February 19, 2019, the day of the death of Karl Lagerfeld, will be remembered by fashion and luxury as an epocal turning point. Nothing, after him (for CHANEL but not only) would continue to be like it used to be
By Luca Fumagalli
The opening photo of the previous pages has to be explained, because it contains almost 40 years of history of one of the most famous fashion industry brands, as well as much of the near future. And because it can be considered the farewell message of one of the greatest designers of all time.
We are in Paris.
It is October 2, 2018.
The CHANEL fashion show has just ended and Karl Lagerfeld, creative director of the fashion house since 1982, comes out to greet the public of insiders in his usual total black look to which, for some time now, he has combined an unusual beard. He is joined by his right hand, Virginie Viard.
January 2019. At the end of the CHANEL fashion show, as never happened in the past, Kaiser Karl does not show up for the greetings. The brand tries to silence any inference on its health status with a press release in which it attributes the cause of the absence to the “tiredness” suffered by the German designer, who would be beginning to accuse the weight of his 85 years (alleged age).
For once, however, those who feared the worst were right. Karl Lagerfeld died on February 19th, leaving not only a profound stylistic imprint on the entire creative layout of international fashion. His personality (capable of simultaneously managing the collections of CHANEL, Fendi and his “personal” brand; capable of enhancing leather and fur without hesitation and contradictions) was the basis of a business model that, as Business of Fashion writes, “has turned a dusty French brand into a multi-billion dollar fashion house. Lagerfeld has created almost a template for managing production, collections, creating iconic models, defining aspirational strategies”. His legacy, therefore, takes the form of an extraordinary responsibility, which Chanel (for now) has decided to support “in his name”, that is, in the sign of continuity. The role of Kaiser Karl passes, therefore, to Virginie Viard and Eric Pfrunder, currently image director, who joined the brand together with Lagerfeld in 1983. He will be co-artistic director and will deal with image, advertising, marketing, movies, events and digital initiatives, while Viard will be in charge of designing high fashion collections, ready-to-wear and accessories.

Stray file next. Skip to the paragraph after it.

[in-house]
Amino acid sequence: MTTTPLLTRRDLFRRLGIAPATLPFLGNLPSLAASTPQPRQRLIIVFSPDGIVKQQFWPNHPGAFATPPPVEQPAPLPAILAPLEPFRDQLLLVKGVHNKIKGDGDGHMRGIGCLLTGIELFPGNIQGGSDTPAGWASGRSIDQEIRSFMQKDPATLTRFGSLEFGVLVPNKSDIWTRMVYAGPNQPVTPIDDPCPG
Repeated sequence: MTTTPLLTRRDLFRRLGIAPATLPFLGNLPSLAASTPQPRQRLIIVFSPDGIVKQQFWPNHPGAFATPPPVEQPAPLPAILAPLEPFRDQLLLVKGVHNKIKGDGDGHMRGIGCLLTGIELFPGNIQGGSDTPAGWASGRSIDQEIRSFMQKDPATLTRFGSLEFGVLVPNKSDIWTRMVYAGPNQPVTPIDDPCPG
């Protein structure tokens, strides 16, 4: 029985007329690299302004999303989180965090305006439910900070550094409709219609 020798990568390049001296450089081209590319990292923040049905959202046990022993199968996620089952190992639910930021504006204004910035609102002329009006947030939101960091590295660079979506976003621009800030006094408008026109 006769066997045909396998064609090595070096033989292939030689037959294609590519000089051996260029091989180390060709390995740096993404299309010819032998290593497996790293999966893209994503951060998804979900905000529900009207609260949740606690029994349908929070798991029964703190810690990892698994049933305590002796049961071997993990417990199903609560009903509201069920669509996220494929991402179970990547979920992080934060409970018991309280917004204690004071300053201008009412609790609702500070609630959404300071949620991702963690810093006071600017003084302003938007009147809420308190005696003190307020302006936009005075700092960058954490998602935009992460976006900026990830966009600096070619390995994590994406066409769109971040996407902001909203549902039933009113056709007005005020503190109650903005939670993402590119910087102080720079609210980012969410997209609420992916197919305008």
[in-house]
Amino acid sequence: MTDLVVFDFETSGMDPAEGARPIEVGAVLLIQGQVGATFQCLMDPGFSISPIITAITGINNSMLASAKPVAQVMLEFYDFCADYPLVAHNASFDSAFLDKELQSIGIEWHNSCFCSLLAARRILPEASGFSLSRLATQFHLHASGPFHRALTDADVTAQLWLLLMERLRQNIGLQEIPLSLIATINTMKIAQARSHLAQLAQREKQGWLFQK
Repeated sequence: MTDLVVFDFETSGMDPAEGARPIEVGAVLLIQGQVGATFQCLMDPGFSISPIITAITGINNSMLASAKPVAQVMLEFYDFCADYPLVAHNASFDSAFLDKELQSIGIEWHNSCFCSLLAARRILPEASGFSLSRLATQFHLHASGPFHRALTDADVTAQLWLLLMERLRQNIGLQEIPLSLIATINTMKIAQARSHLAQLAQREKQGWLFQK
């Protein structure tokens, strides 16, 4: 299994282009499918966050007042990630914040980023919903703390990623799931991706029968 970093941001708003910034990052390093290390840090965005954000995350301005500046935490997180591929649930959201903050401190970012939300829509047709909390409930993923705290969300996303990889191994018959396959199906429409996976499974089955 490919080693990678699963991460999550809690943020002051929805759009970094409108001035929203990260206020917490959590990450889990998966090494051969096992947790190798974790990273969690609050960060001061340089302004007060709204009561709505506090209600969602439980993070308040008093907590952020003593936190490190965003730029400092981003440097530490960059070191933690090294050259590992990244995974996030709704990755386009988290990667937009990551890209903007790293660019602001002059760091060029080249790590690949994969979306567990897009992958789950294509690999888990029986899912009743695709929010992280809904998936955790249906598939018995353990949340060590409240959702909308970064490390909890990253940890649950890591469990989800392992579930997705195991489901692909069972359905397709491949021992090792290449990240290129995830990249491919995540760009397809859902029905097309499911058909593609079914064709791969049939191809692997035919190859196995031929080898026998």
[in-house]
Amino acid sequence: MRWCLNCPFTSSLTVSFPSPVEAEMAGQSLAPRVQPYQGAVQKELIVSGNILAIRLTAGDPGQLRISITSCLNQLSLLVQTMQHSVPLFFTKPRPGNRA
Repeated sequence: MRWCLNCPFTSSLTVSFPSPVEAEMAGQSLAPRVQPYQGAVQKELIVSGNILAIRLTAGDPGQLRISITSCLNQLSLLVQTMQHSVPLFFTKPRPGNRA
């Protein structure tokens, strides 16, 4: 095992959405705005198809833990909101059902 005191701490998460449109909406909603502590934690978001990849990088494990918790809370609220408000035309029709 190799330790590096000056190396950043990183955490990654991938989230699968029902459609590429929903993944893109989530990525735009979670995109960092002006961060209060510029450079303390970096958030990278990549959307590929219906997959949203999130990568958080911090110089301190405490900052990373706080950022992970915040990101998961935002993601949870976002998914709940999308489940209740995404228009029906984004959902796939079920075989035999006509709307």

A choice that confirms as “do not change a winning team”. But that could also highlight a deep question: can we go beyond Kaiser Karl?
YES, WE KARL
September 2018. As if he was aware of having to affect his memory in fashion and luxury, Karl Lagerfeld allowed himself to be interviewed by the Fashion Network portal at the end of the Fendi fashion show. His words are as current now as then and remain an ideal common denominator of every word spent by this publication (online and in its print edition) on vegans, leather and fur. It is worth repeating them: “It is precisely because others are running away from fur that we embrace it. Instead we have to run away from fake furs that are so polluting (…) As long as people wear leather or eat meat, then furs (provided that animals are treated with care and in dignified conditions, as happens with Fendi furs) will always be legal and coveted (…) It is easy for London to ban fur, when it is not with them that they make a living!”.
“I am deeply saddened because today we have lost a unique man and a designer without equal, who gave so much to Fendi and myself”. Words by Silvia Venturini Fendi, pronounced at the end of the brand’s fashion show, who is owned by LVMH, during Milan Fashion Week last edition. “I was just a child when I saw Karl for the first time. Our relationship was very special, based on a deep and genuine affection. There was a great mutual appreciation among us and an infinite respect. The creative genius of Karl Lagerfeld was and always will be the guiding light that has shaped Fendi DNA which, today, is synonymous with timeless quality, strong tradition, unstoppable experimentation and bold creativity. His passing is an unimaginable loss”.